Groff, E. R., Ratcliffe, J. H., Haberman, C. P., Sorg, E. T., Joyce, N. M., Taylor, R. B. (2015). Does what police do at hot spots matter? The Philadelphia Policing Tactics Experiment. Criminology, 53(1), 23-53.
Location in the Matrix; Methodological Rigor; Outcome:
Micro places, General, Proactive; Very Rigorous; No evidence of an effect
What police practice or strategy was examined?
This study examined three different approaches to hot spots policing – foot patrol, problem-solving, and offender-focused strategies. Hence, this study is reported three times in the Matrix, and the focus for this summary is the foot patrol experiment. Foot patrol consisted of officers walking foot in hot spot areas for a minimum of 8 hours per day, 5 days per week, for 12 weeks. District Captains given discretion to determine how many officers would patrol, which days and times officers would patrol, and other operational decisions.
How was the intervention evaluated?
A total of 81 high crime areas were identified for the overall study. 27 of these areas were selected as amenable for each condition (thus, there were 27 areas selected for the foot patrol portion of this study). Of these 27 areas, 20 areas were randomly assigned to receive foot patrol and 7 acted as control sites that received usual police services. The researchers examined two separate violent crime outcome measures: all violent crime and violent street felonies, both taken from the Philadelphia Police Department’s crime incident database.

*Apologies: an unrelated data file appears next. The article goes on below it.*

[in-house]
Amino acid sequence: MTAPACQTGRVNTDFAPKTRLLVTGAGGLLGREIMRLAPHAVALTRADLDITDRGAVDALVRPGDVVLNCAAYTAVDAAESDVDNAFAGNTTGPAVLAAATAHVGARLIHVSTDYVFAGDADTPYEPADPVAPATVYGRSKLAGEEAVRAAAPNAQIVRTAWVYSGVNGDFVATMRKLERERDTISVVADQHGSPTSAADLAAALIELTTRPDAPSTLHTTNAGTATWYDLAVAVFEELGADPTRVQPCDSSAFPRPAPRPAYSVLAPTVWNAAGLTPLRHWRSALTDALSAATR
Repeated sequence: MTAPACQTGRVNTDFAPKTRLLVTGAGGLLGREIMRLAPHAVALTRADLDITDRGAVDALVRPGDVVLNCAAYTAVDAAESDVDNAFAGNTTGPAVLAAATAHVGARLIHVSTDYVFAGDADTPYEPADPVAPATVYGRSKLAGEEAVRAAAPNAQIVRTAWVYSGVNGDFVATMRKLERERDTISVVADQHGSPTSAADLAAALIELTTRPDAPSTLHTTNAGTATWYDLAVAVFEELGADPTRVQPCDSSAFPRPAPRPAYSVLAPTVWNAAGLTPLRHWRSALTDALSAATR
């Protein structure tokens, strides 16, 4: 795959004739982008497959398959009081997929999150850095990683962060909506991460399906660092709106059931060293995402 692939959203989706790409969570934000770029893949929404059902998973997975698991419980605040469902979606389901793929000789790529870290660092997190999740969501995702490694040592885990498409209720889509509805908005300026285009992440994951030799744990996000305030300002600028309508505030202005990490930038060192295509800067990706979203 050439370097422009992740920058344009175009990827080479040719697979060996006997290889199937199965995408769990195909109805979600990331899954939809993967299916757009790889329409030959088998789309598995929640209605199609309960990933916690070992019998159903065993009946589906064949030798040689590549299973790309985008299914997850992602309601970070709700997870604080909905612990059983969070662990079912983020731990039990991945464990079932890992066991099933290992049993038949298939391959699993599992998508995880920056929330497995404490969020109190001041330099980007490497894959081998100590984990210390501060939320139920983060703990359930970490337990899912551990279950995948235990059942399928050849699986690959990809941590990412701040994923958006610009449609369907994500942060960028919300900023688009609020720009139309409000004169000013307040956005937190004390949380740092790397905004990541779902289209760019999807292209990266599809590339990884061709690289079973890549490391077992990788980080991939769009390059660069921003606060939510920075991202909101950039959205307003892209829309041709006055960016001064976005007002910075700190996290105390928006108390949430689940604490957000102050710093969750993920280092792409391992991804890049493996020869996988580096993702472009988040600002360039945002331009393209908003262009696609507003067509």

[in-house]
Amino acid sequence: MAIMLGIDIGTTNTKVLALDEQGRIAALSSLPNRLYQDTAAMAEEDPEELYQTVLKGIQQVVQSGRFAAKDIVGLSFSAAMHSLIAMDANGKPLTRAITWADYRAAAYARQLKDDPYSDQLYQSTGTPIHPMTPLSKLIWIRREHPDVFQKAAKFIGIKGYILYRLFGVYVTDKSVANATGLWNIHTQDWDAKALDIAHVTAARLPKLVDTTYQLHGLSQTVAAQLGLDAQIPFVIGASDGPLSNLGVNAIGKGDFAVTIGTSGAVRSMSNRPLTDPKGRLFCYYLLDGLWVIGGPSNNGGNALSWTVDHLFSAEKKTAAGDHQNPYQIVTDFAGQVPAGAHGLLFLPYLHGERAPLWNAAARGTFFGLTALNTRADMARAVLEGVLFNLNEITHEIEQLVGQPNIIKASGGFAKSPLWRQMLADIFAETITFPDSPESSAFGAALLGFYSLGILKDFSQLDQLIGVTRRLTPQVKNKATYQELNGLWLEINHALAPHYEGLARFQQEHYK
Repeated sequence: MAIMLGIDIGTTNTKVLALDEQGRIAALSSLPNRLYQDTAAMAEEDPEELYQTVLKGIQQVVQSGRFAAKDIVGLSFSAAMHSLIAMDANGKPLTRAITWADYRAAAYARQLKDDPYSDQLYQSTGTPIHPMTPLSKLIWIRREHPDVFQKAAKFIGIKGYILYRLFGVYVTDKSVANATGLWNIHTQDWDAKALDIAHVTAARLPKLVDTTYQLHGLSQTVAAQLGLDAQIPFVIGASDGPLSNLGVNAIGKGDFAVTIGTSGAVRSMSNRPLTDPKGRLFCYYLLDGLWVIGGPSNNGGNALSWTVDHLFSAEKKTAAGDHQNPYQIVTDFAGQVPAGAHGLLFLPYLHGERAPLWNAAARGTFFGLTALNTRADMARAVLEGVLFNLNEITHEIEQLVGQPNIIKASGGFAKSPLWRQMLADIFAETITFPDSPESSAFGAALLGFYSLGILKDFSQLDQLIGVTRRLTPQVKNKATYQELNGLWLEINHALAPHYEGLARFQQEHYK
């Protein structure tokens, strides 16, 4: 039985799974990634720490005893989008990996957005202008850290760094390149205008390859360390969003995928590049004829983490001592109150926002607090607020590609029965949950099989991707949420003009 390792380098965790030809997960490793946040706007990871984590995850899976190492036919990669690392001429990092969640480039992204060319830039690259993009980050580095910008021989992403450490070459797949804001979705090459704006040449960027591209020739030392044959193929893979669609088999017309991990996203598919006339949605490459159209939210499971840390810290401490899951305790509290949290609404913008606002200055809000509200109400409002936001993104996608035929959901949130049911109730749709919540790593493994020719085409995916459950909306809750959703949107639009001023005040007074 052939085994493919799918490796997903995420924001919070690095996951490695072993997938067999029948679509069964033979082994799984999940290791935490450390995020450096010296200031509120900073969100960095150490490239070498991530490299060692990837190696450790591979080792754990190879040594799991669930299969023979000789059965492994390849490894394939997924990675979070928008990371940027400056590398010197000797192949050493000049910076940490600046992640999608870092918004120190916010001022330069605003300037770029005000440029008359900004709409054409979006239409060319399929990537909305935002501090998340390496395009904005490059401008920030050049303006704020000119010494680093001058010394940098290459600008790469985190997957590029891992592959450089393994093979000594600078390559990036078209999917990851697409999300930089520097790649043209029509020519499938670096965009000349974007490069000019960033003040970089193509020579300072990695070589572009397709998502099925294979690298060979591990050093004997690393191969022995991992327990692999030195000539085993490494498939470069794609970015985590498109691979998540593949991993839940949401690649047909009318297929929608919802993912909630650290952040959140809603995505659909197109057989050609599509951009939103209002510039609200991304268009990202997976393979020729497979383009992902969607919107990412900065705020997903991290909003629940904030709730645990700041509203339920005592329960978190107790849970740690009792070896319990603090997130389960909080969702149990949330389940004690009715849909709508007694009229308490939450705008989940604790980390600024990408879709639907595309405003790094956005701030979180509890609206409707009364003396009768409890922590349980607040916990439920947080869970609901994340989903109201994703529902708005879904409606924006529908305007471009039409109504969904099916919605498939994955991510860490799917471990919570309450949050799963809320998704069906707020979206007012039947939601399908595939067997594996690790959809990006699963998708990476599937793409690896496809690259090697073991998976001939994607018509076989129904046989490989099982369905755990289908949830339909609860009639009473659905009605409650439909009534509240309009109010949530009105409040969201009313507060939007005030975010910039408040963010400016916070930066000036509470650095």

What were the key findings?
The foot patrol approach did not result in statistically significant reductions in violent crime relative to control areas.
What were the implications for law enforcement?
The authors suggest a possible reason for the findings are insufficient dosage and diversity of foot patrol in the hot spots. To provide the best representation of how hot spots policing tactics would be implemented under normal conditions within a large urban police department, researcher involvement was minimal during the implementation; because of this the authors were unable to determine how much dosage levels affected the results of the study. The police department’s desire to deliver treatment to 60 places might have made it more difficult to find an effect because it required the inclusion of lower crime hot spots and lowered uniformity of hot spots within each tactic. Additionally, foot patrol officers in this experiment spent only half the amount of time in hot spots than those who were part of the initial Philadelphia Foot Patrol Experiment and the hot spots they patrolled were physically larger.
Where can I find more information about this intervention, similar types of intervention, or related studies?